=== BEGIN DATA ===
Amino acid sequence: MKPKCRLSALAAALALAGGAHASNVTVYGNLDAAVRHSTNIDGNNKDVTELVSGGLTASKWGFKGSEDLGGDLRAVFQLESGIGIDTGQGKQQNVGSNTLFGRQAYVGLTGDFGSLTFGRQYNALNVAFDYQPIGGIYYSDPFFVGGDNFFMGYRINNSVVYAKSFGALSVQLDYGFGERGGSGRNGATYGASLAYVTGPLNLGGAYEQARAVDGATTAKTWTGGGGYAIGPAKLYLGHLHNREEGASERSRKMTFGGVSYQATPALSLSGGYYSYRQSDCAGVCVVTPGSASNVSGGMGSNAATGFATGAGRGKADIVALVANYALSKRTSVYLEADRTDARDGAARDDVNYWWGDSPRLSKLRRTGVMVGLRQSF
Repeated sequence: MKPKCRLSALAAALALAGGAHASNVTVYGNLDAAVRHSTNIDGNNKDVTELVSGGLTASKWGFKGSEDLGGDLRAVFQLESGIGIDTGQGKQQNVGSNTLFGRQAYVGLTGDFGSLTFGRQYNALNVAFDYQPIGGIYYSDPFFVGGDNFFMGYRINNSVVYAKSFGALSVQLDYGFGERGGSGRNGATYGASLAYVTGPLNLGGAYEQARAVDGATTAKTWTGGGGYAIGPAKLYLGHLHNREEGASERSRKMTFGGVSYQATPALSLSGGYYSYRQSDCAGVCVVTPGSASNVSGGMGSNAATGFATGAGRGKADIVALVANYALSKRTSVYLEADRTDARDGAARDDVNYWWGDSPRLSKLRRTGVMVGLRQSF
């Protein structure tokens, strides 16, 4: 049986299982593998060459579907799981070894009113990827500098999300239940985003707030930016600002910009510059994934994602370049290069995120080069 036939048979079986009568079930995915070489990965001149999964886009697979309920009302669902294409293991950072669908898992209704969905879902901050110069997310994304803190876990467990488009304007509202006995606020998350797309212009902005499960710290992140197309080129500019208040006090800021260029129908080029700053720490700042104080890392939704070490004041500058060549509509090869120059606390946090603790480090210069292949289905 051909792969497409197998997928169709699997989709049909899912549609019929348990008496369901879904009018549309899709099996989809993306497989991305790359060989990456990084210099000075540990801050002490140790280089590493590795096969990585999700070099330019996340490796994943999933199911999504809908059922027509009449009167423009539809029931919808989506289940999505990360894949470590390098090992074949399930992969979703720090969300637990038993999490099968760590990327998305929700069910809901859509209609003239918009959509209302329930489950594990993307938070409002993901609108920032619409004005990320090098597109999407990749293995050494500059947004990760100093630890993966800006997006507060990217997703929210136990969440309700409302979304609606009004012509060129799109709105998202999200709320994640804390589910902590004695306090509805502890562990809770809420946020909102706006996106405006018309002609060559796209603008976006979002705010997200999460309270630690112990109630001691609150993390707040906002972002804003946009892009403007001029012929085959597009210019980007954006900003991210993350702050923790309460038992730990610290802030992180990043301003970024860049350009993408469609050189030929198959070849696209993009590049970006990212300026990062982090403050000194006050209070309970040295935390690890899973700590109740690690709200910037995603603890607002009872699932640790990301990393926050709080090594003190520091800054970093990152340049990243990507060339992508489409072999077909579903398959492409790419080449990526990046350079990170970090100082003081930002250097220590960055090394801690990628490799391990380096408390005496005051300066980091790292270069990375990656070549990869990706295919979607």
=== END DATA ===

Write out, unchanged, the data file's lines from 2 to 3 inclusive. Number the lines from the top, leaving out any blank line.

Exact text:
Repeated sequence: MKPKCRLSALAAALALAGGAHASNVTVYGNLDAAVRHSTNIDGNNKDVTELVSGGLTASKWGFKGSEDLGGDLRAVFQLESGIGIDTGQGKQQNVGSNTLFGRQAYVGLTGDFGSLTFGRQYNALNVAFDYQPIGGIYYSDPFFVGGDNFFMGYRINNSVVYAKSFGALSVQLDYGFGERGGSGRNGATYGASLAYVTGPLNLGGAYEQARAVDGATTAKTWTGGGGYAIGPAKLYLGHLHNREEGASERSRKMTFGGVSYQATPALSLSGGYYSYRQSDCAGVCVVTPGSASNVSGGMGSNAATGFATGAGRGKADIVALVANYALSKRTSVYLEADRTDARDGAARDDVNYWWGDSPRLSKLRRTGVMVGLRQSF
């Protein structure tokens, strides 16, 4: 049986299982593998060459579907799981070894009113990827500098999300239940985003707030930016600002910009510059994934994602370049290069995120080069 036939048979079986009568079930995915070489990965001149999964886009697979309920009302669902294409293991950072669908898992209704969905879902901050110069997310994304803190876990467990488009304007509202006995606020998350797309212009902005499960710290992140197309080129500019208040006090800021260029129908080029700053720490700042104080890392939704070490004041500058060549509509090869120059606390946090603790480090210069292949289905 051909792969497409197998997928169709699997989709049909899912549609019929348990008496369901879904009018549309899709099996989809993306497989991305790359060989990456990084210099000075540990801050002490140790280089590493590795096969990585999700070099330019996340490796994943999933199911999504809908059922027509009449009167423009539809029931919808989506289940999505990360894949470590390098090992074949399930992969979703720090969300637990038993999490099968760590990327998305929700069910809901859509209609003239918009959509209302329930489950594990993307938070409002993901609108920032619409004005990320090098597109999407990749293995050494500059947004990760100093630890993966800006997006507060990217997703929210136990969440309700409302979304609606009004012509060129799109709105998202999200709320994640804390589910902590004695306090509805502890562990809770809420946020909102706006996106405006018309002609060559796209603008976006979002705010997200999460309270630690112990109630001691609150993390707040906002972002804003946009892009403007001029012929085959597009210019980007954006900003991210993350702050923790309460038992730990610290802030992180990043301003970024860049350009993408469609050189030929198959070849696209993009590049970006990212300026990062982090403050000194006050209070309970040295935390690890899973700590109740690690709200910037995603603890607002009872699932640790990301990393926050709080090594003190520091800054970093990152340049990243990507060339992508489409072999077909579903398959492409790419080449990526990046350079990170970090100082003081930002250097220590960055090394801690990628490799391990380096408390005496005051300066980091790292270069990375990656070549990869990706295919979607």